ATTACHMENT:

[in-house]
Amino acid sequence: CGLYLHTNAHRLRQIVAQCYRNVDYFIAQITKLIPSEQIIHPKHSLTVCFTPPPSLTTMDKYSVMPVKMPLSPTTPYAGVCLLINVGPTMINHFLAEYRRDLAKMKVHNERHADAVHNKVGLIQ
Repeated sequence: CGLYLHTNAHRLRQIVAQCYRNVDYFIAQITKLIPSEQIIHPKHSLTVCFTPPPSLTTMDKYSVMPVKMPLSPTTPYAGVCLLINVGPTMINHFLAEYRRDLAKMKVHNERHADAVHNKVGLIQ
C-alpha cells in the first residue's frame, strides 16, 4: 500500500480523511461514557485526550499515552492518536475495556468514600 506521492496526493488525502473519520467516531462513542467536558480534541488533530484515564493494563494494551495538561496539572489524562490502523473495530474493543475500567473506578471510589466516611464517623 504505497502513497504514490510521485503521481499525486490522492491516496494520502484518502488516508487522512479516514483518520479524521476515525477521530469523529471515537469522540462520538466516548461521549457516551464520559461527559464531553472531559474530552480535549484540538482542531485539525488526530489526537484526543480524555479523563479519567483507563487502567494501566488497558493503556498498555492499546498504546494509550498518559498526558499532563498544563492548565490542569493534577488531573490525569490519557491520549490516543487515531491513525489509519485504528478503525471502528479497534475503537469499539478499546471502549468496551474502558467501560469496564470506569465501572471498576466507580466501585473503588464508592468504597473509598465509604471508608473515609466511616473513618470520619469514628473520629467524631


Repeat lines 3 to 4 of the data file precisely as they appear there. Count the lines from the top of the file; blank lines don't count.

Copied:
Repeated sequence: CGLYLHTNAHRLRQIVAQCYRNVDYFIAQITKLIPSEQIIHPKHSLTVCFTPPPSLTTMDKYSVMPVKMPLSPTTPYAGVCLLINVGPTMINHFLAEYRRDLAKMKVHNERHADAVHNKVGLIQ
C-alpha cells in the first residue's frame, strides 16, 4: 500500500480523511461514557485526550499515552492518536475495556468514600 506521492496526493488525502473519520467516531462513542467536558480534541488533530484515564493494563494494551495538561496539572489524562490502523473495530474493543475500567473506578471510589466516611464517623 504505497502513497504514490510521485503521481499525486490522492491516496494520502484518502488516508487522512479516514483518520479524521476515525477521530469523529471515537469522540462520538466516548461521549457516551464520559461527559464531553472531559474530552480535549484540538482542531485539525488526530489526537484526543480524555479523563479519567483507563487502567494501566488497558493503556498498555492499546498504546494509550498518559498526558499532563498544563492548565490542569493534577488531573490525569490519557491520549490516543487515531491513525489509519485504528478503525471502528479497534475503537469499539478499546471502549468496551474502558467501560469496564470506569465501572471498576466507580466501585473503588464508592468504597473509598465509604471508608473515609466511616473513618470520619469514628473520629467524631